Each Sunday evening after I finish whatever I have done that day – whether it is that I have had an extended day working or whether my workday ended at noon, I consciously turn the church over to God. Sounds audacious as I write it. “Turn the church over to God.” God graciously assumes control so I take Monday off.
God is totally in charge on Monday. Most Tuesday mornings I get up excited to see what has happened while I was off. Did God make the church grow? Have our coffers increased? Is there a new idea for a program to offer the “seekers” our church reaches out to? Occasionally, one of these does happen.
This morning, a cold Tuesday in January, the first Tuesday of 2010, I don’t have a clue that something is different – no potential members have left a voice mail or email; no brilliant new program fills my head to start my creative juices flowing. Just the opposite, I feel the weight of sameness: end of month report; a newspaper article is due; a few volunteer committees want more commitment from me; Saturday, the day I reserve for last minute sermon prep and bulletin publishing, is committed to a community walk. Though it has just started, the week ahead feels overwhelming. Twice, I am to be in two places at once – quite a feat especially considering I just discovered that my perpetual motion machine is on the fritz.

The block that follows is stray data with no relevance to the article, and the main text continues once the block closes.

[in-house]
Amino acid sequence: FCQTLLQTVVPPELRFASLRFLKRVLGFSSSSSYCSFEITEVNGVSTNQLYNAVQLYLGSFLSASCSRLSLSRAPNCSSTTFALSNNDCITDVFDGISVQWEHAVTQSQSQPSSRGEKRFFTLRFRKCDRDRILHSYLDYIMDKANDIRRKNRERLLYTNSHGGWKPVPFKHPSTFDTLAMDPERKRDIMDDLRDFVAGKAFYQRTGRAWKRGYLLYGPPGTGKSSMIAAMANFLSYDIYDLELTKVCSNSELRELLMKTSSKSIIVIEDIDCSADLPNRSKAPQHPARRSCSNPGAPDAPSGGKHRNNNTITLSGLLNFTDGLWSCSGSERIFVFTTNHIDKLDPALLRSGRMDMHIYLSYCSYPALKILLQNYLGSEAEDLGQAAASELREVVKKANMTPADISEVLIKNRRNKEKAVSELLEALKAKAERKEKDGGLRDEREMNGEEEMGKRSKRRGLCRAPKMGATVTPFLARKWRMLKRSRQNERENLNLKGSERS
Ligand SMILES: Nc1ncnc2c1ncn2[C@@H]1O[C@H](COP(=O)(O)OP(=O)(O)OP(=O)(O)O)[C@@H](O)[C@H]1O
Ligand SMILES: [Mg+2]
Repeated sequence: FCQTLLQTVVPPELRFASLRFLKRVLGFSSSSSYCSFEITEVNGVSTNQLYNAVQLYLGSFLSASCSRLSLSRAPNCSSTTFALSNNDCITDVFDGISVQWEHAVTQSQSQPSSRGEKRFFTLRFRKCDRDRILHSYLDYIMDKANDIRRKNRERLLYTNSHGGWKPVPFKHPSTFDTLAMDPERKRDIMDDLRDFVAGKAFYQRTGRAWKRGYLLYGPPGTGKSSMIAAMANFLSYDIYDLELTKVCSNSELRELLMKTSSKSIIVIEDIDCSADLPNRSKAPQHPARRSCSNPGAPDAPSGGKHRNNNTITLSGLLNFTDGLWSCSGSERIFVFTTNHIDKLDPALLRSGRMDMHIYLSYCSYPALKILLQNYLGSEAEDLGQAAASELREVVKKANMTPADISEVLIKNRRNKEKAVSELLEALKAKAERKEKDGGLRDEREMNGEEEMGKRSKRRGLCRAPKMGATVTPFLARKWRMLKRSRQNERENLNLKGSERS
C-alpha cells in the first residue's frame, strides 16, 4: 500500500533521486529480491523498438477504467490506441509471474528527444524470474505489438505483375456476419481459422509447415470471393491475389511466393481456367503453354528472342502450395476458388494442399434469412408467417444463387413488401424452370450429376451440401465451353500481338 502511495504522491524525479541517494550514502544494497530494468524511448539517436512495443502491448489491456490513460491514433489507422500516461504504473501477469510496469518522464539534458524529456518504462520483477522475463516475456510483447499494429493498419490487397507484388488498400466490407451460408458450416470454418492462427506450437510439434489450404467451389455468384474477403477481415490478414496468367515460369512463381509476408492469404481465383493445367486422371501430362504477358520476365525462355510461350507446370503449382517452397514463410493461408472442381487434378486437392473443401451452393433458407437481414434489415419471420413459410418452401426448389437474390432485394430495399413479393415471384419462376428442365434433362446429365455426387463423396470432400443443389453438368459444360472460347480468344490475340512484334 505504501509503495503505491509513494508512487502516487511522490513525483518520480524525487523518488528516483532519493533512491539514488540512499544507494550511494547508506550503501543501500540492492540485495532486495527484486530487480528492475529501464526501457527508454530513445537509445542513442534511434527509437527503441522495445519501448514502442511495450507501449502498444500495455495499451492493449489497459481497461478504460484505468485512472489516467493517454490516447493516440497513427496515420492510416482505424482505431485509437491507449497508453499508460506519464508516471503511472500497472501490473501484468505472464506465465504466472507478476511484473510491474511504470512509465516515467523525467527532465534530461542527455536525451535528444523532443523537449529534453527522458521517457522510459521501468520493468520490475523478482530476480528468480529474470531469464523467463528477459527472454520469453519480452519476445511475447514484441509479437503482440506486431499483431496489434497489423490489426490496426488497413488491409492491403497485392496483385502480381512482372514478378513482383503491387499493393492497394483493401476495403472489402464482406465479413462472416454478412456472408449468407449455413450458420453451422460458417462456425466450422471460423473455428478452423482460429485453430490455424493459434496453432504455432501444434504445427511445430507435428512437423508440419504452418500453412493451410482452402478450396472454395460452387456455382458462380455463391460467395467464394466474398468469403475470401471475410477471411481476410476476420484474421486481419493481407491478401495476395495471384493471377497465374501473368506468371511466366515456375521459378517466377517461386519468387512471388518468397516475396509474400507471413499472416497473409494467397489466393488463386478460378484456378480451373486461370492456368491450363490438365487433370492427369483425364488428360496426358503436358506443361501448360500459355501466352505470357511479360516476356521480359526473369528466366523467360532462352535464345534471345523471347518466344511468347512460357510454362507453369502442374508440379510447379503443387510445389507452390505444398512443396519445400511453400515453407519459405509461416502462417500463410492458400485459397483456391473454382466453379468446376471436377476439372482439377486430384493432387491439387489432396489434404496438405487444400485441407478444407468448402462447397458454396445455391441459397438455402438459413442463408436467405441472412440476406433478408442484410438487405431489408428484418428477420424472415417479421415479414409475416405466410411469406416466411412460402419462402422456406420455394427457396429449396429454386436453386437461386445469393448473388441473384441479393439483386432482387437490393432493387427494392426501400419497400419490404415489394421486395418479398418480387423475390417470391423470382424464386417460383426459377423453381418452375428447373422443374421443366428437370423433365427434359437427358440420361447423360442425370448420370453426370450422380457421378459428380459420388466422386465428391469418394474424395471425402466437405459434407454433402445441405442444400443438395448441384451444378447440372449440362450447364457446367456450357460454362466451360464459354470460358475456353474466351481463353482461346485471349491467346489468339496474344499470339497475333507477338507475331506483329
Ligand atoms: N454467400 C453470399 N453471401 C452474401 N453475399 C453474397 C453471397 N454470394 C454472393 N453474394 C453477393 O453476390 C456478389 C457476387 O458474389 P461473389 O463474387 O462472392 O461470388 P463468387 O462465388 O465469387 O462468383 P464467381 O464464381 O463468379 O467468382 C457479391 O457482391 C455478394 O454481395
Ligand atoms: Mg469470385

No matter – sameness, no creativity, broken machine – this is the most wonderful calling. Even when I am overwhelmed with detail work, I know that I could be doing detail work in a 9-5 office and be spiritually dead. If I were executive director of a worthy nonprofit, mountains of administrative paperwork might overwhelm me. I could have a board of directors who felt their job was to twist a thorn in my side.
Monday, God took care of the sameness – perhaps bored by it all – while I rested. This morning, we talked about my restful Monday (that means my praying and listening) and I took resumed responsibility for the church. It is far better than it was on Sunday though there is no outward sign of this improvement. Before I remembered to take a Sabbath, this job was overwhelming. Learning to take a day off has renewed my spirit; moreover, my day off is good for this new church.
This morning, at about 5AM, I thanked God for taking such good care of this fledgling community and took earthly control back.